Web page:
Extra Blanket, Anyone?

Quade Mainzer

You are seated at my coffee table, a rack of Scrabble tiles before you. You’re mumbling to yourself, working through the possible words at your disposal. Ale, leaf, …falafel?

As you make out the spelling of your favorite Egyptian street food, you notice your breath, visible and billowing in the chill of my apartment. You are aware that it is December, but you are also aware that it is Alabama and the 21st century, with modern heating technology readily available. So why do I refuse to turn up the heat?

Growing up in the Midwest, I was a child in a blanket family. Sick? A blanket will cure you. Tornado? Grab a blanket for protection. The 2007 housing market crash? BIG blanket for that one. Dad worked for a real estate company then, so that blanket covered my birthday and Christmas gifts for the year.

But nothing was more a reason for a blanket than a drop in temperature. Even a single degree change was motivation enough to whip open one of three linen closets and grab a plethora of cozy comforters. Mom distributed them to each bedroom, seating surface, and door handle. One was always within five feet of a quilt after the summer months.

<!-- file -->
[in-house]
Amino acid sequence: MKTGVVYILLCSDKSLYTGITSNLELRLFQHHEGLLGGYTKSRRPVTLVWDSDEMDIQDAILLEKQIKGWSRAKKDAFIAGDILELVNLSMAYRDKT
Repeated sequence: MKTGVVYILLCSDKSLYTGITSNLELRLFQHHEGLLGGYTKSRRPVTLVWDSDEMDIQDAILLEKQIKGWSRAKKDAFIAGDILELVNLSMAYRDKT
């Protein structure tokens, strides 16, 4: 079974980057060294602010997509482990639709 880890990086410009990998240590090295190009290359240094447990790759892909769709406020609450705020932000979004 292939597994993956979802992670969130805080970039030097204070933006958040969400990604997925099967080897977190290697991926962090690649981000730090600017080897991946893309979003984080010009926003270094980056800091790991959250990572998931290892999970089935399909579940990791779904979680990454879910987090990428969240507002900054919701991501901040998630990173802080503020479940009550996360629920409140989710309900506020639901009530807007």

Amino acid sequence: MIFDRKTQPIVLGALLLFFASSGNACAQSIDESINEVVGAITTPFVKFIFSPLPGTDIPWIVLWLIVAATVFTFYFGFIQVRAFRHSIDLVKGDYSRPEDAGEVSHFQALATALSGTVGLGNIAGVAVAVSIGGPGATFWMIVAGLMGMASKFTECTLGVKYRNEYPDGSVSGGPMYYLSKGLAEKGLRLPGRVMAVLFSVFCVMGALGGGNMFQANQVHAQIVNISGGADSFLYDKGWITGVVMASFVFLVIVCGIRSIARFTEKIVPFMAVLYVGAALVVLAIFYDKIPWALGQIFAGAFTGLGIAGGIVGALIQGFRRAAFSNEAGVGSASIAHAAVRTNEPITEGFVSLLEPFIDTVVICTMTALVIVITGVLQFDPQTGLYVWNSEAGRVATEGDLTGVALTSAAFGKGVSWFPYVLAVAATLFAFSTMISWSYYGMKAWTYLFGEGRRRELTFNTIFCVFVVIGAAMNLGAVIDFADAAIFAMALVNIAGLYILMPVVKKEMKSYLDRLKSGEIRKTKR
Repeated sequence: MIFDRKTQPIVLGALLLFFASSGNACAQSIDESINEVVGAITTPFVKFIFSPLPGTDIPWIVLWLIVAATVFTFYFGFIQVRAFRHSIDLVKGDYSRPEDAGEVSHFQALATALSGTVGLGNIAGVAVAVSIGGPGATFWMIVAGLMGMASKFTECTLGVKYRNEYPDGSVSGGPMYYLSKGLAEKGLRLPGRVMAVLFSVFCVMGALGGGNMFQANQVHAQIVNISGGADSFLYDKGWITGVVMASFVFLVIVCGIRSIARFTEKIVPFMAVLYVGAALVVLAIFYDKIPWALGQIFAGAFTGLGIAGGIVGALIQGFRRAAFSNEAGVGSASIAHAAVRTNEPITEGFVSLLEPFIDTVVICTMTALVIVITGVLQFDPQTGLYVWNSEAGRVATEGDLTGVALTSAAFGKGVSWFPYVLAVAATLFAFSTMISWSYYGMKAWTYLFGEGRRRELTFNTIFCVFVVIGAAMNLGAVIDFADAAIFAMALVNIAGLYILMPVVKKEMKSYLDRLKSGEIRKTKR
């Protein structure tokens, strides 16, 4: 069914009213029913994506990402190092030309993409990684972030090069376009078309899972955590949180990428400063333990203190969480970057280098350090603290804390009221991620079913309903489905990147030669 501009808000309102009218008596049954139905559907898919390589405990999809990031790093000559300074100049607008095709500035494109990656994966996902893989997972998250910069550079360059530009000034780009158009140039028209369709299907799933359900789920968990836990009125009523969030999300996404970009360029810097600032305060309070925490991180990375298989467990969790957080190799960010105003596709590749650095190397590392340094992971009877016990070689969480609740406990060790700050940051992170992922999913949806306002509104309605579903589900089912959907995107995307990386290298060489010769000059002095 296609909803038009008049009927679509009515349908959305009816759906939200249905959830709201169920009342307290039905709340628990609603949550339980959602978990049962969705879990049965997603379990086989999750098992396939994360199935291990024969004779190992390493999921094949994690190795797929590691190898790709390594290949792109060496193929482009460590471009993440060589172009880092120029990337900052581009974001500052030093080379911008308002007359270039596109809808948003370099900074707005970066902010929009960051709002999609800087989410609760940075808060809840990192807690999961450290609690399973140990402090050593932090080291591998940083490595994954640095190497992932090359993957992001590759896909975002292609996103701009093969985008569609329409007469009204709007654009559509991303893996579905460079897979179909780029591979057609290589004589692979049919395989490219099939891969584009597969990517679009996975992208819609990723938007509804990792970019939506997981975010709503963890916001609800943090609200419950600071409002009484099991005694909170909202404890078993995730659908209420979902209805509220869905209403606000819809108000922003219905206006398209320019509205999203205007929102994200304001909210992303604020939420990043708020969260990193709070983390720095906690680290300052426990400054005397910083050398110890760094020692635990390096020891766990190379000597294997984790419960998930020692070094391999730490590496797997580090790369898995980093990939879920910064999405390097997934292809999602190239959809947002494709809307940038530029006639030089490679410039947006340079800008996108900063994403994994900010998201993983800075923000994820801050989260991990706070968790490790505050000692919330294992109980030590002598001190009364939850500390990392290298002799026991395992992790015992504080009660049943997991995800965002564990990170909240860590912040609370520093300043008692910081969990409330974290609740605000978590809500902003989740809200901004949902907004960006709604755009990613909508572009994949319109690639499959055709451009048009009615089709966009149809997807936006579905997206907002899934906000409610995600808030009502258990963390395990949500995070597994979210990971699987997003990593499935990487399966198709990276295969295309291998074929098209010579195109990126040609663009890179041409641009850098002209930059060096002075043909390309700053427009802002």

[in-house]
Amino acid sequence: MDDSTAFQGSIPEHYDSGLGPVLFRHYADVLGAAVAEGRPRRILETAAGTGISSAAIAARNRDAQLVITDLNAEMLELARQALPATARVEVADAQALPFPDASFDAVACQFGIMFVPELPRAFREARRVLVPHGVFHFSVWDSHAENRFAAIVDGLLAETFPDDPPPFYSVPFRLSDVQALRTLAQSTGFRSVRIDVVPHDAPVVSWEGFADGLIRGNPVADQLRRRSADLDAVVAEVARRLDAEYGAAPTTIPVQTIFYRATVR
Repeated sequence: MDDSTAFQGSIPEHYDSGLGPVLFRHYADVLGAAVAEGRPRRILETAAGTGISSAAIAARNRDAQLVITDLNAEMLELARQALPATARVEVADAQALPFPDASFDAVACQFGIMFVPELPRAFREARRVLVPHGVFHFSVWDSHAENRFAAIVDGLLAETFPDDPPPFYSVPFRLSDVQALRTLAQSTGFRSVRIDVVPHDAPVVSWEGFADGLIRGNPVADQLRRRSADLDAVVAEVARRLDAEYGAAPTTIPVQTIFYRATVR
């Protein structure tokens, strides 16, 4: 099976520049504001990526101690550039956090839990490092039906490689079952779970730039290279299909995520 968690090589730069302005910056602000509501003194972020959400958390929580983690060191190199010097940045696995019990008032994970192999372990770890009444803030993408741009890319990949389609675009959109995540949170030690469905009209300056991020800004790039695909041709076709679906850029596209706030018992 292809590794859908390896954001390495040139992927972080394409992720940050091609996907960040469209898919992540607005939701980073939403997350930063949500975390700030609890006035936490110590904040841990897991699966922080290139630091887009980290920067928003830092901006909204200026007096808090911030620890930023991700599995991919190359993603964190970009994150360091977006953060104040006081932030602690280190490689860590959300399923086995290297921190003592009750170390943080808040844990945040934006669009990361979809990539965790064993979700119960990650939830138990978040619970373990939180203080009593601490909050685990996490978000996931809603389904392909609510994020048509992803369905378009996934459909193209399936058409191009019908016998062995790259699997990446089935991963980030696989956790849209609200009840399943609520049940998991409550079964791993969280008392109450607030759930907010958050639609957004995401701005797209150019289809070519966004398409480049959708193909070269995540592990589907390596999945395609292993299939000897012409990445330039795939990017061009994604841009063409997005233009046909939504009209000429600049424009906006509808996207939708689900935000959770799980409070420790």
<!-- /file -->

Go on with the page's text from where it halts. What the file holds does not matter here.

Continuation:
Dad made sure we knew the enemies that came with the onset of autumn: a drafty window. A hot shower lasting longer than four minutes. A lamp left plugged in overnight. An over-reliance on electricity was a clear segue to, waste, complacency, and—most certainly—Hell. I was allowed to drive stick shift before I was allowed to mess with the thermostat, and even then it was under the watchful eye of my father.

You might say that I am frugal. I say that I am f-f-frugal (through chattering teeth). But I am currently beating you in Scrabble, and I’m not the one going to Hell for excessive greed. So I don’t take it to heart. Nor do I take my father’s hawkish behavior as anything less than a life lesson. I am a man now.

More specifically, I am a man with bills. A man with dreams and Scrabble superiority, yes, but a man with bills nonetheless. And without dependents or pets, I am the sole contributor to the cost of my bills. So I am wary of every action that raises the price of my utilities.

More empathetically, however, I am a man who invites colleagues to his apartment to play linguistically satisfying board games. As such, I must possess the maturity to fork over cents upon dollars to heat the guests I wish to entertain. By all means, you may sit directly in front of the heating unit. And you are welcome to any of the blankets in my linen closet.